2-24 Boqueron

Pos: N18deg01.31min / W067deg10.57min. We had a lovely sail in S-SE winds 10-15 knots and anchored in 12' just off the beach. It's been a while since we've had a nice sail without the motor on, and we'll stage here for our run across the Mona passage to the Bahamas. From east to west, we've really enjoyed this south coast of PR, and highly recommend it to anyone considering coming this way. There are dozens of places to explore; busy towns or isolated anchorages, and lots of hidey holes should the weather change. It'd be easy to spend a lot of time here.
Movie: entering Boqueron anchorage

2-23 Isla Maygueyes, La Parguera

Pos: N17deg58.23min/ W067deg03.00min. Well, winds aren't forecast to return for a few more days, so we burnt more diesel and motored to La Parguera, a small community named after a type of snapper. Colorful houses line the mangroves, and there are many small cays and reefs just offshore. We anchored in 14' after going down the 2.5 nm channel between cays to approach the town. Of note, the #4 red channel markers on our Navionics chart had been mis-charted; it was correctly shown on the CM-93 charts. Read the water; it's amazingly crystal clear coming in. There is no public dinghy dock in town so we tied up to a pole found in the mangroves near a small public boat launch area we were told the locals used and threw a stern anchor out. The first few blocks off the water had many bars, restaurants and shops, including the M & M supermarket which did have a nice, but very limited, selection of goods. We eventually found our way to the Puerto Parguera Cafe Restaurant for a late afternoon snack.
Pic: The mangrove shoreline is built up with houses and business over the water.

2-20 Cayos de Cana Gorda (Guilligan's Island), Guanica

Pos: N17deg56.78min/ W066deg52.49min. Last night was rolly. Nothing we couldn't endure, but the weather forecast for later today and tonight is for W-NW winds and possible squalls, which would put us on a lee shore. Not a good thing. In looking things over yesterday, we couldn't quite figure out where to land the dinghy to walk to the lighthouse; with the ferry at the dock and lots of people at the beach, landing at same sandy beach was out. So...with the weather forecast as an excuse to get away from the rolling, we upped anchor and motored (again, no wind) here to Gilligan's Island. It's calm, beautiful, has no roll, and is, we think, well protected from the expected weather change. I donned my wet suit and scraped a few dozen tiny barnacles from the hull; I'm sure our hull speed will increase substantially....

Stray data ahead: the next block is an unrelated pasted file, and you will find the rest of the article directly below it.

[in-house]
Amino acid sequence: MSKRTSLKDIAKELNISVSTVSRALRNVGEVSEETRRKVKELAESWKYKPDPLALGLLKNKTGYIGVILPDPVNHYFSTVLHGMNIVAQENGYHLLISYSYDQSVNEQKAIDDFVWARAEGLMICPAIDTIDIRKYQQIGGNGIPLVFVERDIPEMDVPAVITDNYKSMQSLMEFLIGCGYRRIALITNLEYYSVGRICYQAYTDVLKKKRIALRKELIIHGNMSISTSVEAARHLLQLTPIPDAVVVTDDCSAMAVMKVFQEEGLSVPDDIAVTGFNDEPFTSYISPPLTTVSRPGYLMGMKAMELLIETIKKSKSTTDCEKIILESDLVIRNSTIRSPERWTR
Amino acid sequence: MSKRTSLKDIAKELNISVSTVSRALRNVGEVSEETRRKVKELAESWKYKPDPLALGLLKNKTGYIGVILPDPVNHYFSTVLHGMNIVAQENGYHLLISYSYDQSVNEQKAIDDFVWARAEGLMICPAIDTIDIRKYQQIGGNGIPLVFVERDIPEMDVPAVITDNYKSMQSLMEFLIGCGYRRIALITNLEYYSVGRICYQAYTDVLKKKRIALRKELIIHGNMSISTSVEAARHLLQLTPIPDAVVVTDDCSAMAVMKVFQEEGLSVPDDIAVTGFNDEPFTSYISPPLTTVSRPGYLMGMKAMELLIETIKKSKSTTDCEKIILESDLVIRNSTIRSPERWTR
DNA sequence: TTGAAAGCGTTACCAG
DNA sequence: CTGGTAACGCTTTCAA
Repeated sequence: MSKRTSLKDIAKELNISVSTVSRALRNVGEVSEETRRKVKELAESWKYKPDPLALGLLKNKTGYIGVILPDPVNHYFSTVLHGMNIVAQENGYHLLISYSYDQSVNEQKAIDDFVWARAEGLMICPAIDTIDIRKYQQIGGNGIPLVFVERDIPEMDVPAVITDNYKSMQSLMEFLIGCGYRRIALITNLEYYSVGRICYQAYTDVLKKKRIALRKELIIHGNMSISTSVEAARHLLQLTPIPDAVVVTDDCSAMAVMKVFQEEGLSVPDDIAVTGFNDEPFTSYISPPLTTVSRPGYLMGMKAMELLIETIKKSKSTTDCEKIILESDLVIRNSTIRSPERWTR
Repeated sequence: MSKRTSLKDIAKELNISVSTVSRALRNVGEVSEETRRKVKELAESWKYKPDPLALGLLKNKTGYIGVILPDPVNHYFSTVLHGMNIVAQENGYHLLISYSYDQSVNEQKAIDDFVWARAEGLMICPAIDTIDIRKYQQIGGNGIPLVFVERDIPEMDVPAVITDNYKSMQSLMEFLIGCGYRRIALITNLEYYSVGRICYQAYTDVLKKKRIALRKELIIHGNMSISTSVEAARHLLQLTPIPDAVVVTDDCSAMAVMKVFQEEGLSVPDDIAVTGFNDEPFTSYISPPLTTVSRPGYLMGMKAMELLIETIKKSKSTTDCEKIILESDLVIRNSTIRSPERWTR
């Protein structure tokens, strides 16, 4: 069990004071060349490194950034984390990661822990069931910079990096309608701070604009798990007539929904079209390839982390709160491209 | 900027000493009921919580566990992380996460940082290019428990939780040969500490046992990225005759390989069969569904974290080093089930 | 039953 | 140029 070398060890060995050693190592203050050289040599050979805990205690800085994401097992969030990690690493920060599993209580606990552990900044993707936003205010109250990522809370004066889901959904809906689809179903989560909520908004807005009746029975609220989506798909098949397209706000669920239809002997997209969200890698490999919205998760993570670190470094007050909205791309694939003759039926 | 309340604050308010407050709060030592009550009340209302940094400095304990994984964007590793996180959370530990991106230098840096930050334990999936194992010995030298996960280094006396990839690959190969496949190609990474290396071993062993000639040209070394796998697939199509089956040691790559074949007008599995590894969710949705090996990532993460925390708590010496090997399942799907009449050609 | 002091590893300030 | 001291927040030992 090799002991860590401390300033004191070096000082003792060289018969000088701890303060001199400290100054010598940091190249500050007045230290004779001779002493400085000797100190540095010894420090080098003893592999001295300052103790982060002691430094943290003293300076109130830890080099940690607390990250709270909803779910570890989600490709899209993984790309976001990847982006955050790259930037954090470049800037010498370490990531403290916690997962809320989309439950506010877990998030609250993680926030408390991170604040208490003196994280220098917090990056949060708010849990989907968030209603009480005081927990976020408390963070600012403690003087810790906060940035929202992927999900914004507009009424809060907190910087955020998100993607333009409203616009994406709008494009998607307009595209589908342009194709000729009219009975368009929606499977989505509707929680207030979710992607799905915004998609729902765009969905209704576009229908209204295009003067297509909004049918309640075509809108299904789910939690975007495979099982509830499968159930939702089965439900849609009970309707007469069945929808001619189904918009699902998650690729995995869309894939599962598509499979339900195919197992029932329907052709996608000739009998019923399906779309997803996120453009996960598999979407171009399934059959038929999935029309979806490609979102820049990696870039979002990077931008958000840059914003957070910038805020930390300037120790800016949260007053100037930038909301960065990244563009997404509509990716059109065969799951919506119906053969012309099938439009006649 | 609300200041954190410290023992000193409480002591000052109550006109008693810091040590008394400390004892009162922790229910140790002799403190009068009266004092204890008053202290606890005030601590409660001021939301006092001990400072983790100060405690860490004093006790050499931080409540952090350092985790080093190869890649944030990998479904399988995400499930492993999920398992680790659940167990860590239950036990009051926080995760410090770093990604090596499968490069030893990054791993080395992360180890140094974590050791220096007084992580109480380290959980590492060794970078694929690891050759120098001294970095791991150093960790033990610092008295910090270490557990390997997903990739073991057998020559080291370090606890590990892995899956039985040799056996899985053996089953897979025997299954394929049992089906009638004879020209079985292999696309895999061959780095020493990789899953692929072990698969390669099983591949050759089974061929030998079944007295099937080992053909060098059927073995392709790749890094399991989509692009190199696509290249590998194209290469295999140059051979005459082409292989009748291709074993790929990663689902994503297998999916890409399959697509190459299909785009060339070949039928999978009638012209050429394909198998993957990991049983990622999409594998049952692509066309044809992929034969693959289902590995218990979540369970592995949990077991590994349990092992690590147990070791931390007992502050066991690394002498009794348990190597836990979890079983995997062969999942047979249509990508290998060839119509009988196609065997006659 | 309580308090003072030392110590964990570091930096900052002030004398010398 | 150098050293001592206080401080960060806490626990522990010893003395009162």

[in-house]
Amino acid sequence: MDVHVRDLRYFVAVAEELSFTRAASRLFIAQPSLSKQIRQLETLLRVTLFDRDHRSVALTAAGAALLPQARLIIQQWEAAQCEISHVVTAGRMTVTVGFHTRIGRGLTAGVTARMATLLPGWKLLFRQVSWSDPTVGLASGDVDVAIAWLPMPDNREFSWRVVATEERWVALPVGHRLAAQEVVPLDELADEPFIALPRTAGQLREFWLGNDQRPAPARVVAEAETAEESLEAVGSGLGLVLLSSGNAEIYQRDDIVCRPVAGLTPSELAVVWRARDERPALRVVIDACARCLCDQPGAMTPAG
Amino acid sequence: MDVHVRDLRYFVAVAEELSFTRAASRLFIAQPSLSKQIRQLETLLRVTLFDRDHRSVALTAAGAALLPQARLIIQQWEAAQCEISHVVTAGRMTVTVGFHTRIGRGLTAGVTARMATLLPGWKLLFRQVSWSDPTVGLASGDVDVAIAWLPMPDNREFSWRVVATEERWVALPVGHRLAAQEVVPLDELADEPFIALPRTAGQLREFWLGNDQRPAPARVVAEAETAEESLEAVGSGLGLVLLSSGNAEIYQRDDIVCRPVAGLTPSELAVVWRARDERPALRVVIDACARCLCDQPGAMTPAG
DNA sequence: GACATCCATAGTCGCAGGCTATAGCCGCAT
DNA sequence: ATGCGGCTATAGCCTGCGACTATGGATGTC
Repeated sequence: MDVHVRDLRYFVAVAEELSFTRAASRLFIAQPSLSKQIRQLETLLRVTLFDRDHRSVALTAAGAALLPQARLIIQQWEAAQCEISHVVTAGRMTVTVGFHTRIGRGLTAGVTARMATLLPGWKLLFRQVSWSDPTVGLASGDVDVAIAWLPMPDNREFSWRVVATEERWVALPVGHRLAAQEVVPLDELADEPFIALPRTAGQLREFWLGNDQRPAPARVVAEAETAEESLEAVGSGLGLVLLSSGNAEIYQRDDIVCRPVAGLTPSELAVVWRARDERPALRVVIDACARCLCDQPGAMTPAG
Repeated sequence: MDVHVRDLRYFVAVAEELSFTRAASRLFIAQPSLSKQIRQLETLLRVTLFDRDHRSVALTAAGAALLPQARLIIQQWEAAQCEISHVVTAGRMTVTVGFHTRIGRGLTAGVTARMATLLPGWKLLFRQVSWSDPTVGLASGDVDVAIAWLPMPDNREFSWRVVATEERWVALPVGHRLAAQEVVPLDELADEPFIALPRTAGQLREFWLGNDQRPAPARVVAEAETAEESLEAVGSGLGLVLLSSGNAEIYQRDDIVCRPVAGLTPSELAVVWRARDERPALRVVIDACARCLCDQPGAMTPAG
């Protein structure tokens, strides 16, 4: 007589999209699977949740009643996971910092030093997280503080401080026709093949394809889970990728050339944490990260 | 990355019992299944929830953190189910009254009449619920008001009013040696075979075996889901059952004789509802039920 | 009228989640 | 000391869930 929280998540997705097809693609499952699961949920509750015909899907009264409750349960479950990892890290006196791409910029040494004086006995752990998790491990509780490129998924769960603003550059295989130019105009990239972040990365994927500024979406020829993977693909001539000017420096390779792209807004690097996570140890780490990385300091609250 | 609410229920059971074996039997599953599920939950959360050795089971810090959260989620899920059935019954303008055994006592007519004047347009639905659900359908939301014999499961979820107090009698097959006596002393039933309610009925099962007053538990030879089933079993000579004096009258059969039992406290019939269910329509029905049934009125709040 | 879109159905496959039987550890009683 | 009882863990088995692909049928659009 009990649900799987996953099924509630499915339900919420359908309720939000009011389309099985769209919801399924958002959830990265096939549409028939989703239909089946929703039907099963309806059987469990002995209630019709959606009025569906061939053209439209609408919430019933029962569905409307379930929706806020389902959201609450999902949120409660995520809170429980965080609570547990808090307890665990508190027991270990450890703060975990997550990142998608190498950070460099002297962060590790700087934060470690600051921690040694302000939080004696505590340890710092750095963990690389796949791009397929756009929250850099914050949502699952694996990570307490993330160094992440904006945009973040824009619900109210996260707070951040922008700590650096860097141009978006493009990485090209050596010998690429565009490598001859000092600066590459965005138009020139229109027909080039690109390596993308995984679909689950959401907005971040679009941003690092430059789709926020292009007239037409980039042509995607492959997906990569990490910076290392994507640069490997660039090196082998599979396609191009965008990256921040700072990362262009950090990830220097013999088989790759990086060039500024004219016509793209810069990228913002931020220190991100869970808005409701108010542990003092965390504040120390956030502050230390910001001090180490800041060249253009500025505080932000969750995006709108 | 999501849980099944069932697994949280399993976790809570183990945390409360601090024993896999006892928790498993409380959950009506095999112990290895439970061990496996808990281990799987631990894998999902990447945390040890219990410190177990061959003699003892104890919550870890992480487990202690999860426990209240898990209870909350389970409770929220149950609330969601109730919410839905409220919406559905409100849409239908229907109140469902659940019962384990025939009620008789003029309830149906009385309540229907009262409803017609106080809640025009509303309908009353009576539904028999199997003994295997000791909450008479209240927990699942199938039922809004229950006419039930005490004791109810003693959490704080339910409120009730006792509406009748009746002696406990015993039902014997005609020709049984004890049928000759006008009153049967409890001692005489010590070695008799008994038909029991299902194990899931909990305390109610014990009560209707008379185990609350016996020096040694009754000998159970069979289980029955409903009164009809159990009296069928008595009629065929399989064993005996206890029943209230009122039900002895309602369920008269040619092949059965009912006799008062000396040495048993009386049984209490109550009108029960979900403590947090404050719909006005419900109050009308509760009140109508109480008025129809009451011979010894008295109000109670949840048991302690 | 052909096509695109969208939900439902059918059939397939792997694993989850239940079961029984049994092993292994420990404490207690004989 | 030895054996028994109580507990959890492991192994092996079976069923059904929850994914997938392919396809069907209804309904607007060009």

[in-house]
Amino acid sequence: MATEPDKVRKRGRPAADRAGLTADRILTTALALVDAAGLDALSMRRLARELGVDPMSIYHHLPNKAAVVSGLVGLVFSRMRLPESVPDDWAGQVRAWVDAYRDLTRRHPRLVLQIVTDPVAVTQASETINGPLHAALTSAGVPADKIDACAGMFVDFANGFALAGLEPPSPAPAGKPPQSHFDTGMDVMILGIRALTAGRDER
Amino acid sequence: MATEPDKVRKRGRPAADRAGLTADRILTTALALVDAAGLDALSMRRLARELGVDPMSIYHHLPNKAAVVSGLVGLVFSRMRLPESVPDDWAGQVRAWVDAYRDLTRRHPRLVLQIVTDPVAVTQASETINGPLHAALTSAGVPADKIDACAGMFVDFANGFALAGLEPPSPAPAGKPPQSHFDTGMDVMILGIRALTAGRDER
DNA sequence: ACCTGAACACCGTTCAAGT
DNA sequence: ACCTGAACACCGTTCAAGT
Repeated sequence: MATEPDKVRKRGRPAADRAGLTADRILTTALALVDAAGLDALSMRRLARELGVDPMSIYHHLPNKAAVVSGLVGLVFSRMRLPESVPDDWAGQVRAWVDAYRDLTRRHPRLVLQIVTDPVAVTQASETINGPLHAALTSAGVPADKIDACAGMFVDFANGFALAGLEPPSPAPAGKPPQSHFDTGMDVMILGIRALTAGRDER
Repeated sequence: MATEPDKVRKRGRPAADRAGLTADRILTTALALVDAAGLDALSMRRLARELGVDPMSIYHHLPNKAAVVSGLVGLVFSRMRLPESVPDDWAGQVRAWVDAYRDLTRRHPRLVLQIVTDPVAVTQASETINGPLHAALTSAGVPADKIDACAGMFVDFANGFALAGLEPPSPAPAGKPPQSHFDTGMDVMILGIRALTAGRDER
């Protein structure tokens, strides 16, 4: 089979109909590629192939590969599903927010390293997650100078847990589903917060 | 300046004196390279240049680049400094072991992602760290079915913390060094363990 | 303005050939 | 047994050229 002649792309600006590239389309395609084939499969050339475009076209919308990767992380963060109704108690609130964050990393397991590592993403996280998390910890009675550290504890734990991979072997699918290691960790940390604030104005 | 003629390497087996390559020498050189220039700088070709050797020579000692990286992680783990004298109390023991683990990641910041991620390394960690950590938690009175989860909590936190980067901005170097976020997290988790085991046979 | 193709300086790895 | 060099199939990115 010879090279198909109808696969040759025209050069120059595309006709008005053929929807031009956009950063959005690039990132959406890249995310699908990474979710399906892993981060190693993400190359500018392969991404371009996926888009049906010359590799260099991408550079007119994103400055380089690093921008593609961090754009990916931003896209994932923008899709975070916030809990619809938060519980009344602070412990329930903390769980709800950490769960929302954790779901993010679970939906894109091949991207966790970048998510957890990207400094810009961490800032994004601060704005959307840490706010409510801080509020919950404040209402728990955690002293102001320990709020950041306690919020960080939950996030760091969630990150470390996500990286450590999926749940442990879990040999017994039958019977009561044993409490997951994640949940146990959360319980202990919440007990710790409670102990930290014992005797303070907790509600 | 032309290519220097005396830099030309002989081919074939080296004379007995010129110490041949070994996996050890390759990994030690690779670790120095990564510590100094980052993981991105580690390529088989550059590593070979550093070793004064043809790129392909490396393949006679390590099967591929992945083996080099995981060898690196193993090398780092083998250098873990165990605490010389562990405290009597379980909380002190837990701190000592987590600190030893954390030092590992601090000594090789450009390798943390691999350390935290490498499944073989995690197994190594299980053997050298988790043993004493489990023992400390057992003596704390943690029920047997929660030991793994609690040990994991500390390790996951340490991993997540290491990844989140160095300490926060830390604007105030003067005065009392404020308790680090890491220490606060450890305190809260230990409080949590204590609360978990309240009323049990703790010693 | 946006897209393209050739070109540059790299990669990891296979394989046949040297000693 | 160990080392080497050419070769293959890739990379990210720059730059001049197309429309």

2-19 Update

We've enjoyed our stay here in Salinas. We've walked to the Selectos market and downtown, stopping at the Banco Popular ATM. Bam, instant cash, unlike many of the places we've been this last year (Trinidad). We've met some lovely folks; Bruce and Connie of sv Ventanas, and ate a BBQ dinner at the Snack Bar at the marina with them Fri night. After, we had a drink at Sal Pa'Dentro, and Anna hung the flag we had given her in a great spot in front of the bar. If you see a pink flamingo flag with drinks about to be served, look a wee bit harder and you'll see "Infini," and our names on the flag. We were told our anchor chain would be quite fouled and that we would be chipping growth off it after 4 days. Not so; we pulled our chain to stage a bit further away from the main anchorage and it was all good. The manatees around here are awesome, and very inquisitive. My guess is that they're used to being fed. This morning, we motored (no wind) to Isla Caja de Muertos (Coffin Island), and plan to walk to the lighthouse tomorrow.

2-14 Valentine's Day in Salinas

Well, no rest for the weary. We did a bit (actually, a good bit...) of varnishing this morning and took a dip after. For dinner, we walked a few minutes from the marina to La Barkita where we enjoyed a lovely dinner. It's a local place that serves traditional PR food. Sue ordered conch mojo style and I ordered mofongo stuffed with seafood. Mofongo is a highly regarded national food dish here. It's made by mashing green plantains and mixing a bunch of ingredients; in my dish, it was stuffed with conch, octopus, mussel, shrimp, fish and a lobster tail. Yumm. To top things off, Sue was presented a long stem red rose. I tried to convince her that I had arranged it, but let's just say she stopped laughing long enough to not choke on her beer.

2-11 Salinas

Pos: N17deg57.34min/ W066deg17.50min. As it was only about 5 miles distant, we motored to Salinas, staying behind the mangrove cays and not even putting out the headsail. We entered the channel and found the water depth about 9 feet to the inner lagoon. There is a Yacht Club here, as well as many sail and power boats, but lots of space to anchor in depths of 9'-10'. In the afternoon, we dinghied over to the Sal Pa Dentro bar and met Ana, the owner and SSCA host here. (For those readers who met him, unfortunately, her husband, Jean, passed away in Dec 2016). The bartender, Jesse, as well as Ana were quite congenial and helped get us orientated as to what's around. We'll go exploring tomorrow.